Philanthropy

Making your gift to the Masonic Homes of California or the Californial Masonic Foundation has become even easier. We are thrilled to announce that Brother Masons, friends and family members now have the ability to use our secure site to make an online gift to their favorite Masonic charity.

The three basic tenets of Freemasonry are brotherly love, relief and truth. It is by operating under these basic principles that Freemasonry takes good men and makes them better. We are not only "obligated" in our individual Lodges, but we take on a larger sense of moral obligation as Masons. It is this moral obligation that implores us to assist a brother in need.

While there is a corporate structure in place to provide assistance, perhaps the aid that means the most comes from one's own Lodge. The Masonic Homes provide excellent care to those brothers and their Ladies who can no longer live alone or those who freely choose to join the Masonic Home community. Masonic Outreach Services provides a multitude of services to those who have fallen on hard times or whose health may be failing.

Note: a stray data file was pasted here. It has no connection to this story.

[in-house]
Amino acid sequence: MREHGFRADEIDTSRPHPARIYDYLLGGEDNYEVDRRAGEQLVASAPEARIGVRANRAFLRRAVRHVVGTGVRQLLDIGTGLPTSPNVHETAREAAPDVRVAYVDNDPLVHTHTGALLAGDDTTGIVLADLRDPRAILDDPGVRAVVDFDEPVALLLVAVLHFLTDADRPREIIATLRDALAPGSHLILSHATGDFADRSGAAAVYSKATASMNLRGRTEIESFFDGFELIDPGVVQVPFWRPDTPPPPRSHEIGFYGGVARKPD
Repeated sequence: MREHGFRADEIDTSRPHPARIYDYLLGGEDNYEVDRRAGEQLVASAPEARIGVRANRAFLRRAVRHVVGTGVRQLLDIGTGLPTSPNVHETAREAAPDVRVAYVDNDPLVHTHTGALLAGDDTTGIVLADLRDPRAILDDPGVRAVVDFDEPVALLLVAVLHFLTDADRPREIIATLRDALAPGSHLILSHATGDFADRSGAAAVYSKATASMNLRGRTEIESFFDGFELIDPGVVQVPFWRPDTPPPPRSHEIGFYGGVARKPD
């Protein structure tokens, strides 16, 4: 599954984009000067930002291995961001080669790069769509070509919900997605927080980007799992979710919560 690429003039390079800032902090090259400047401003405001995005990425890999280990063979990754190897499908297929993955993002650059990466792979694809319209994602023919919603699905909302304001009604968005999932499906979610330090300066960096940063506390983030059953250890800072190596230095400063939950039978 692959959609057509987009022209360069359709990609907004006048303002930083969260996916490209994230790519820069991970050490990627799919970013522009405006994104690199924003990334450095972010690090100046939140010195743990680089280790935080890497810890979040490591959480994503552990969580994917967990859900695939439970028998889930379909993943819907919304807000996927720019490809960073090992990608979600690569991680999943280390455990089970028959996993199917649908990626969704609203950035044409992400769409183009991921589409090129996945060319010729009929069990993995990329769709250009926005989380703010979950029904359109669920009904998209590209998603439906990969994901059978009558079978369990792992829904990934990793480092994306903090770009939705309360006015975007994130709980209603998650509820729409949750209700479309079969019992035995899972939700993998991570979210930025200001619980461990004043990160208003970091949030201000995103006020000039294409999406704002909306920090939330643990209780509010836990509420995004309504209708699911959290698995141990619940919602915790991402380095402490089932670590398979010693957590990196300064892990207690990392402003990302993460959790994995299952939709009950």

While these services are exemplary, they cannot replace the personal touch of a phone call from a Lodge member, or perhaps, a warm meal and friendly conversation. A lodge may even choose to take up a collection to provide for the needs of one of their members. The number of ways we can help a fellow Lodge member in need are countless. What we must remember however, is that it is our duty to show some form of brotherly love.

Click here , to be taken to the Grand Lodge of California's Secure Giving page.

Online Giving


Applying For Membership

To Be One Is To Ask One

One of Masonry’s customs is not to solicit members; men must seek membership on their own through a Mason they know or a local lodge.

California Masonic membership is open to men age 18 or older who meet the qualifications and standards of character and intention, and who believe in a Supreme Being. Men of all ethnic and religious backgrounds are welcome.

A Mason who recommends you for membership will assist with completing and submitting the application. After submitting the application, you will be interviewed by members of the lodge you wish to join so they can learn more about you and you can learn more about Freemasonry. If the interview is favorable, your application is presented to the lodge for a vote. If the vote is affirmative, you receive the Entered Apprentice degree - the first degree of Freemasonry. When you advance through the next two degrees, you are a Master Mason and a full member of the fraternity.

For more information, contact the San Diego Lodge No. 35 Secretary.


Links

Masons of California

Masonic Education
Candidate Learning Center
Fraternal Support
Member Resources
Masons of California News

Masons of California YouTube Site

Find links for Masonic organizations